Lucky to see moose

Rhonda Silence

I have been delighted this summer to receive a number of photos of moose from Cook County News- Herald readers. We aren’t able to publish them all, but we love seeing them.

It is encouraging to see moose in places where they haven’t been seen for the last few years. We have had several people share pictures of the cow with two calves hanging out by Swamper Lake on the Gunflint Trail. Another reader shared pictures of a young bull moose loitering by his pond on County Road 6 in Grand Marais. Yet another reader caught a big bull moose with beautiful velvety antlers on his game camera in the Pike Lake area. A cow and calf have also been photographed at Little John Lake at the end of the Arrowhead Trail in Hovland.

Seeing so many moose pictures gives me hope that the moose will continue to be part of our northern landscape. I hope that cows in the Arrowhead region have enough calves to sustain the population. It would be terrible to have to travel to Minneapolis to see our majestic moose at the Minnesota Zoo.

It was very disturbing to see the numbers of moose calves that had died so soon after being collared in the Minnesota Department of Natural Resources moose calf mortality study. I’m glad to hear that researchers are considering how and when they collar young moose to lessen their impact on the calves. I hope that scientists figure out a way to not contribute to the moose’s decline.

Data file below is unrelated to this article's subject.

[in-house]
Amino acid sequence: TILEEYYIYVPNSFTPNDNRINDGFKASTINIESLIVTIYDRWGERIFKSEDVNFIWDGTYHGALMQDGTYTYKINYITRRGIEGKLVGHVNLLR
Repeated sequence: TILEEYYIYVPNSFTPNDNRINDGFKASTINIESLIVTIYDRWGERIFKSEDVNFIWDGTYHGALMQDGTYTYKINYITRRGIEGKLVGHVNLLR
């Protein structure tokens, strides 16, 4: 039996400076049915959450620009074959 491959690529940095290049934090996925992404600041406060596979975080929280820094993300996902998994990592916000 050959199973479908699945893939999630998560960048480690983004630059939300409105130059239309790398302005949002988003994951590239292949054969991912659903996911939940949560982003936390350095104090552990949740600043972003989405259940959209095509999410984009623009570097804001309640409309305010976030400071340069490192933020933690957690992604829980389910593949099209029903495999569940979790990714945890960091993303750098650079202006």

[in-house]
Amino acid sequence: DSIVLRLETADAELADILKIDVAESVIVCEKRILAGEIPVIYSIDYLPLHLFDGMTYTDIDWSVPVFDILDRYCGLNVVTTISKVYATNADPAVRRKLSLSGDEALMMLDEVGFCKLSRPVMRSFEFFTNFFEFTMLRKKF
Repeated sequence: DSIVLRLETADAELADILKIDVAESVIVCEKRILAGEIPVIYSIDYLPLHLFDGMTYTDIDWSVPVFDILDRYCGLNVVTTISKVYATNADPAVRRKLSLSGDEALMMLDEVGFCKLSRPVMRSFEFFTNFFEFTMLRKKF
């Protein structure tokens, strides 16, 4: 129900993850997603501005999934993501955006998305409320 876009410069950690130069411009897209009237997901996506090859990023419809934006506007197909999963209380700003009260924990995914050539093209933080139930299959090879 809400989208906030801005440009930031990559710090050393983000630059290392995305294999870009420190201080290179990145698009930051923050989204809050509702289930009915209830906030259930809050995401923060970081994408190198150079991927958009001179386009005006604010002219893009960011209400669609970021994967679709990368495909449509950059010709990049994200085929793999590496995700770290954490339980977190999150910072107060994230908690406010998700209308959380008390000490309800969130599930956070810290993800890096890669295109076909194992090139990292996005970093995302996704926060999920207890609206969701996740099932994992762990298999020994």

I also hope that the data they are collecting from the movement of the moose calves and all the unfortunate deaths will give some clues as to why moose are disappearing. Is it depredation by wolves and bear? Is it reaction to warmer winters? Is it because of an airborne disease carried by mosquitoes? Is it lack of browse areas? Is it all of the above?

We are fortunate in Cook County to have front row seats to ongoing moose studies—both the calf mortality monitoring and a related study of adult moose. And we’re fortunate to have a wildlife biologist in our community who can help make sense of what has been learned to date.

Next week, on Thursday, August 15 at 7 p.m. at the Grand Marais Cook County Higher Education campus, Dr. Seth Moore, who leads the biology and environmental departments at Grand Portage Trust Lands, will talk to the community about the dwindling moose population in Minnesota. I plan to attend to hear Dr. Moore’s thoughts on what is affecting the moose population. I want to hear what can be done to encourage recovery of the moose.

I want to continue to be lucky enough to see moose—in photos in the News-Herald—and in my own back yard.

These are God’s own horses,
poor, timid creatures that
will run fast enough as soon
as they smell you, though
they are nine feet high.

Henry David Thoreau

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2013-08-10 digital edition

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